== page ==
Recognition or Disagreement

A Critical Encounter on the Politics of Freedom, Equality, and Identity

Axel Honneth, Jacques Rancière, Katia Genel, and Jean-Philippe Deranty

Columbia University Press

Recognition or Disagreement

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Pub Date: November 2017

ISBN: 9780231177177

240 Pages

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Recognition or Disagreement

A Critical Encounter on the Politics of Freedom, Equality, and Identity

Axel Honneth, Jacques Rancière, Katia Genel, and Jean-Philippe Deranty

Columbia University Press

Axel Honneth is best known for his critique of modern society centered on a concept of recognition. Jacques Rancière has advanced an influential theory of modern politics based on disagreement. Underpinning their thought is a concern for the logics of exclusion and domination that structure contemporary societies. In a rare dialogue, these two philosophers explore the affinities and tensions between their perspectives to provoke new ideas for social and political change.
Honneth sees modern society as a field in which the logic of recognition provides individuals with increasing possibilities for freedom and is a constant catalyst for transformation. Rancière sees the social as a policing order and the political as a force that must radically assert equality. Honneth claims Rancière's conception of the political lies outside of actual historical societies and involves a problematic desire for egalitarianism. Rancière argues that Honneth's theory of recognition relies on an overly substantial conception of identity and subjectivity. While impassioned, their exchange seeks to advance critical theory's political project by reconciling the rift between German and French post-Marxist traditions and proposing new frameworks for justice.
When two hard stones are rubbed against each other, it produces sparks and light: this is what happens with this encounter 'in the real' between two major 'critical' philosophers of our time, both committed to democratizing democracy but addressing its current limits from opposite angles. A synthesis is not possible, though a commuting is immensely fruitful in order to elaborate one's own choices. The conversation is perfectly staged and commented upon by the editors. This book will be a point of reference. Étienne Balibar, author of Violence and Civility: On the Limits of Political Philosophy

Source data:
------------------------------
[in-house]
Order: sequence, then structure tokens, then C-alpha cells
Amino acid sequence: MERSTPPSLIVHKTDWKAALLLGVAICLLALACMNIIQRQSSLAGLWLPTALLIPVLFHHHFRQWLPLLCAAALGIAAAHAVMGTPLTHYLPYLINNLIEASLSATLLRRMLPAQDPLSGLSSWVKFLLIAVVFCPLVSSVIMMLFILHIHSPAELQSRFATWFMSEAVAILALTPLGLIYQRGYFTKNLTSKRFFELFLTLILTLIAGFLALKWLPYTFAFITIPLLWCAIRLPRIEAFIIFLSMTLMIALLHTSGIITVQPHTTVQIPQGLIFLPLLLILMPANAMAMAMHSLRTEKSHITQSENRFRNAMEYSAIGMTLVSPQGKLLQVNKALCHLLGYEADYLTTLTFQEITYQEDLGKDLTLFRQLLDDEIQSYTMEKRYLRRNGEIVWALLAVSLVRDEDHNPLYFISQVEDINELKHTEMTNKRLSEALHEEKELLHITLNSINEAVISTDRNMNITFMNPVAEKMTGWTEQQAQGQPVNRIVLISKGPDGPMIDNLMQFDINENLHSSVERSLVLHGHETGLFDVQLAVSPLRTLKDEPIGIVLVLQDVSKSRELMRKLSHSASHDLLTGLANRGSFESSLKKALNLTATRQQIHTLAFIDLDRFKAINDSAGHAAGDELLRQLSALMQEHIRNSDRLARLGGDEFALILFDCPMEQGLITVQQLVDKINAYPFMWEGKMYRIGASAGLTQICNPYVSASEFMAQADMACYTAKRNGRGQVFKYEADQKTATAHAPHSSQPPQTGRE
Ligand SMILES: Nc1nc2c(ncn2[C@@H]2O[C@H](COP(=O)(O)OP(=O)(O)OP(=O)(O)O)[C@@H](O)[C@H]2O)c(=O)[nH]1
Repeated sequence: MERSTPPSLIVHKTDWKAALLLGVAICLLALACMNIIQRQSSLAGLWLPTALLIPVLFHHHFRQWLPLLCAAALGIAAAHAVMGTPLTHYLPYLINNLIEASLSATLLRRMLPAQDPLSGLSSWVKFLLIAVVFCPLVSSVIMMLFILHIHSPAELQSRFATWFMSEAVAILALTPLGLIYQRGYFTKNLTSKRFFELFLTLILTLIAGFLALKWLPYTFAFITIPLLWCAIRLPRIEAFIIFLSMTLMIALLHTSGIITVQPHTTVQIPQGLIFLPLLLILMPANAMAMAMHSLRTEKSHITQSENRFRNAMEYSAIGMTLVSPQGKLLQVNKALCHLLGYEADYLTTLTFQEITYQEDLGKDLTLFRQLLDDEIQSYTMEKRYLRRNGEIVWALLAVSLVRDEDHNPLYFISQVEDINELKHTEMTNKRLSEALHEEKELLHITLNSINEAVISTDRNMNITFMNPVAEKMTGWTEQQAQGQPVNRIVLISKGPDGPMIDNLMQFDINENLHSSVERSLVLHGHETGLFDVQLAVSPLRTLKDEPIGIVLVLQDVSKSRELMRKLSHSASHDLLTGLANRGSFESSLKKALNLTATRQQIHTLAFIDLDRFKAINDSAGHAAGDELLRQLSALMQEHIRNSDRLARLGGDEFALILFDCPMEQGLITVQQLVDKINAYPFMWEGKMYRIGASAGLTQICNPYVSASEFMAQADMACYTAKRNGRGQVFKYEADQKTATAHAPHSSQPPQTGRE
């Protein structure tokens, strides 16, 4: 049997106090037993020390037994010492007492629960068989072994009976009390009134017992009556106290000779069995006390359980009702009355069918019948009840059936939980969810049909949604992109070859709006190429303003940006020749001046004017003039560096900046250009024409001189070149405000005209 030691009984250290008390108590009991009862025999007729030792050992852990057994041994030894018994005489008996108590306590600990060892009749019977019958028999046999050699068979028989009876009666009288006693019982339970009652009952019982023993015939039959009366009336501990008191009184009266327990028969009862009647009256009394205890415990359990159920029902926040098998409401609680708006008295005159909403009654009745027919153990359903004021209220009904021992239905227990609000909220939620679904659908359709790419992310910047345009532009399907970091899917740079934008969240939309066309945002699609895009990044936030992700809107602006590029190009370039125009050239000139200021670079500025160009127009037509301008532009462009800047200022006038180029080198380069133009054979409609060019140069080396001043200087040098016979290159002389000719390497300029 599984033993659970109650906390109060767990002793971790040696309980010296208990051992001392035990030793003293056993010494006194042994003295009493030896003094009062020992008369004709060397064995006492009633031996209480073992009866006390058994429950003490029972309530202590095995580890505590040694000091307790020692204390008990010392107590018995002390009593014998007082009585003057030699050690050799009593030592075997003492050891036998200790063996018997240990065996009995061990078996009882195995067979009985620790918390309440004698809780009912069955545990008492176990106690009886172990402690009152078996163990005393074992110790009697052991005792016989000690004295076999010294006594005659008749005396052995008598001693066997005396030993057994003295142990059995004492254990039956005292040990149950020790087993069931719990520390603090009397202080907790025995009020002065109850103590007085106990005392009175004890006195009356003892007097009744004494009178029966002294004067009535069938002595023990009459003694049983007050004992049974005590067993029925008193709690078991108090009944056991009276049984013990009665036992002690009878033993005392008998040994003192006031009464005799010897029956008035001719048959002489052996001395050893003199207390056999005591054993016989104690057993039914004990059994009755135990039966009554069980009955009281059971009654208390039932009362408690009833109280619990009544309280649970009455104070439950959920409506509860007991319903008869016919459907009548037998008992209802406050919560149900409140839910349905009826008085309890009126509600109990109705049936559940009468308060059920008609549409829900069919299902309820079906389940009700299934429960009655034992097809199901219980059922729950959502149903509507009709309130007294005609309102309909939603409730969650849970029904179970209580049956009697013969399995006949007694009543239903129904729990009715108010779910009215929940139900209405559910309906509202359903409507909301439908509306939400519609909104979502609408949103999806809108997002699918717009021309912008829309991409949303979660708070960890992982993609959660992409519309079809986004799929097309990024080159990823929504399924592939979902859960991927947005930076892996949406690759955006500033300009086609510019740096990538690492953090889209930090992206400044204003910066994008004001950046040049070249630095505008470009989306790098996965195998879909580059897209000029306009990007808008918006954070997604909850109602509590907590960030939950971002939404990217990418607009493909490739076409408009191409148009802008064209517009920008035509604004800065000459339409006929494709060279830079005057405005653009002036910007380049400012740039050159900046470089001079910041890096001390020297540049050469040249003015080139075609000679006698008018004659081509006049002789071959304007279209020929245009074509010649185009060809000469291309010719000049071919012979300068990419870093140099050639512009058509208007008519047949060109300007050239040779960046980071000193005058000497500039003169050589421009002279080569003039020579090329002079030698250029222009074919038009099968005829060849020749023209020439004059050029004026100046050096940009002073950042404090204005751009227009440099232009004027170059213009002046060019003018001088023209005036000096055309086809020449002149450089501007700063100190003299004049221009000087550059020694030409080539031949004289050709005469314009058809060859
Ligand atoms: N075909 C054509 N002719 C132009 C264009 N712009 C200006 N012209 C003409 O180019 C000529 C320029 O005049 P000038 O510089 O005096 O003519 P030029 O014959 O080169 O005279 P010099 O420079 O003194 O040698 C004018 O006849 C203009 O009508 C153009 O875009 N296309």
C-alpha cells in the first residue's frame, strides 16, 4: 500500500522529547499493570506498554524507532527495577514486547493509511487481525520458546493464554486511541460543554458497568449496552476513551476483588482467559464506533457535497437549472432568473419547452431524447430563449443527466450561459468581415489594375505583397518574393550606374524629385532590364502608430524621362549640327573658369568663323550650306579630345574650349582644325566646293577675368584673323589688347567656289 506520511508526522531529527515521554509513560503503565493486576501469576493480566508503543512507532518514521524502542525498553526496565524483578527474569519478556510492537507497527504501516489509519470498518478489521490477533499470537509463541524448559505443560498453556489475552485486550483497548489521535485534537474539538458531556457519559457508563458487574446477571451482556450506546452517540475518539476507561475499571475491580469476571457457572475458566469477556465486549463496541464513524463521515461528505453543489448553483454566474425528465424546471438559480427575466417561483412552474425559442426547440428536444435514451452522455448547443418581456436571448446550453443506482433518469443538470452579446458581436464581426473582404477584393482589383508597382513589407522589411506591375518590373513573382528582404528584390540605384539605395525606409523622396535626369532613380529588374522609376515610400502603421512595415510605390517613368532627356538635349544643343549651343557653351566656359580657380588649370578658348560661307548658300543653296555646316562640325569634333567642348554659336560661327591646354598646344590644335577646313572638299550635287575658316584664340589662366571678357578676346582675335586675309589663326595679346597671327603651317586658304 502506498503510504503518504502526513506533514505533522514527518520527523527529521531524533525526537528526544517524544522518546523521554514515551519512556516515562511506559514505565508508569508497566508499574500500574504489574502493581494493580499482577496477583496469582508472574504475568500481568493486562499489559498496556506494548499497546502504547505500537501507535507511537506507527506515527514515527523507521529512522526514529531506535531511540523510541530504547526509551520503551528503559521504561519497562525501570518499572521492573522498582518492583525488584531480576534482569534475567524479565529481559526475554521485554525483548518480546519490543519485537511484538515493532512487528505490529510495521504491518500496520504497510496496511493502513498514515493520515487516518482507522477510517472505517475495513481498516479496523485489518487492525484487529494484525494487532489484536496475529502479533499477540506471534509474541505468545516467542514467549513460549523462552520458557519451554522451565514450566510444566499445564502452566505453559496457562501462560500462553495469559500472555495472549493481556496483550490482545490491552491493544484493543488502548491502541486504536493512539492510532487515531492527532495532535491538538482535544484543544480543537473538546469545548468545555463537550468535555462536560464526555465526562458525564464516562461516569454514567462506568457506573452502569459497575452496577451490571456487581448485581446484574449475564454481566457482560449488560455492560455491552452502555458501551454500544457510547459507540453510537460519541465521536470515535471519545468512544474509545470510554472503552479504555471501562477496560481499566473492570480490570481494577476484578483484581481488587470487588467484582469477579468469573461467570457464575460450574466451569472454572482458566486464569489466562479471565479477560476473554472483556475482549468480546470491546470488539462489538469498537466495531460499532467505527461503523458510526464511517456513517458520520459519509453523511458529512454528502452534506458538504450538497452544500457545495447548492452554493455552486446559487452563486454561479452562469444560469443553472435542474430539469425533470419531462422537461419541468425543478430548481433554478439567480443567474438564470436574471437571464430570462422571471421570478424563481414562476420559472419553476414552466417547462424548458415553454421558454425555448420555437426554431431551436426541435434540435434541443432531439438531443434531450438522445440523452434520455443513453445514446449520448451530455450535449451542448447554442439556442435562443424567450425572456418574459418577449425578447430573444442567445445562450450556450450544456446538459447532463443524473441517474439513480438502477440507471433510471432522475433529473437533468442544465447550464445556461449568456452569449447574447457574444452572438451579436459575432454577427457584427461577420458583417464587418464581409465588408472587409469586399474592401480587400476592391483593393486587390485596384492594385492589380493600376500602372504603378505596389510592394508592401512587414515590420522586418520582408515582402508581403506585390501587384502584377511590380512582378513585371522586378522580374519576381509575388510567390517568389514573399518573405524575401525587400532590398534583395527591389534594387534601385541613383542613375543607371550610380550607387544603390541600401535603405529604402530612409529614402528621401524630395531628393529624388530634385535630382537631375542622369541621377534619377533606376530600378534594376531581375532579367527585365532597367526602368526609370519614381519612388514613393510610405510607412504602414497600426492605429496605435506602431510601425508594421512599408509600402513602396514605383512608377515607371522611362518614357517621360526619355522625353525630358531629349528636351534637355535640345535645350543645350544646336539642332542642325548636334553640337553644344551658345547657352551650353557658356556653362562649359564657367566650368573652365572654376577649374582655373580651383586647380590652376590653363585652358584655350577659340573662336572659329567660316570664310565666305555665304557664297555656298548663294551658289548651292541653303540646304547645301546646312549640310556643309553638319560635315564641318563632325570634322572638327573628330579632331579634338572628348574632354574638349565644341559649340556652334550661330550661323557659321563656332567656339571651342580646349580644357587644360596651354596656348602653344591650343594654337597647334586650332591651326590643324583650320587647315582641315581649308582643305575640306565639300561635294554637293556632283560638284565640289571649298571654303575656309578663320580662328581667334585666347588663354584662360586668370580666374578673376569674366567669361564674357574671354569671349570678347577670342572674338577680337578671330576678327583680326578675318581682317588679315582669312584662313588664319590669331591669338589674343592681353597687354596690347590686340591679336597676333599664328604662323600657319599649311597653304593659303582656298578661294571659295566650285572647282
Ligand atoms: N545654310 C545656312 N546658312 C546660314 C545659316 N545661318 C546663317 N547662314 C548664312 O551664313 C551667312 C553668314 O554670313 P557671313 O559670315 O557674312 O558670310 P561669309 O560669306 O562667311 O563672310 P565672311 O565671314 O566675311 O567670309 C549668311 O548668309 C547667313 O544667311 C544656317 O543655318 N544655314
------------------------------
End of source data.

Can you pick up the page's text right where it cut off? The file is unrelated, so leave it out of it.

What form should critical theory take today? This is the question at stake in this encounter between two influential social and political philosophers. The editors expertly situate this dialogue within the terrain of contemporary critical theory, producing a text that will spark new conversations in the field. David Owen, author of Nietzsche's Genealogy of Morality
After repeated failed efforts over the preceding decades to manufacture a debate or force an encounter between the putative representatives of German critical theory and French post-structuralism, this book may be the first to succeed at staging a genuine engagement between two preeminent figures in contemporary critical thought. This mise en scène ultimately produces its own mésentente—since each author says 'equality' and 'recognition' yet there is never the same understanding—but perhaps that is the book's greatest strength: to bring this dis-agreement into animacy, to attempt the distorting translation of these untranslatable terms, and in the process to allow the reader to experience the power of Honneth and Rancière's thought. Samuel A. Chambers, author of Bearing Society in Mind: Theories and Politics of the Social Formation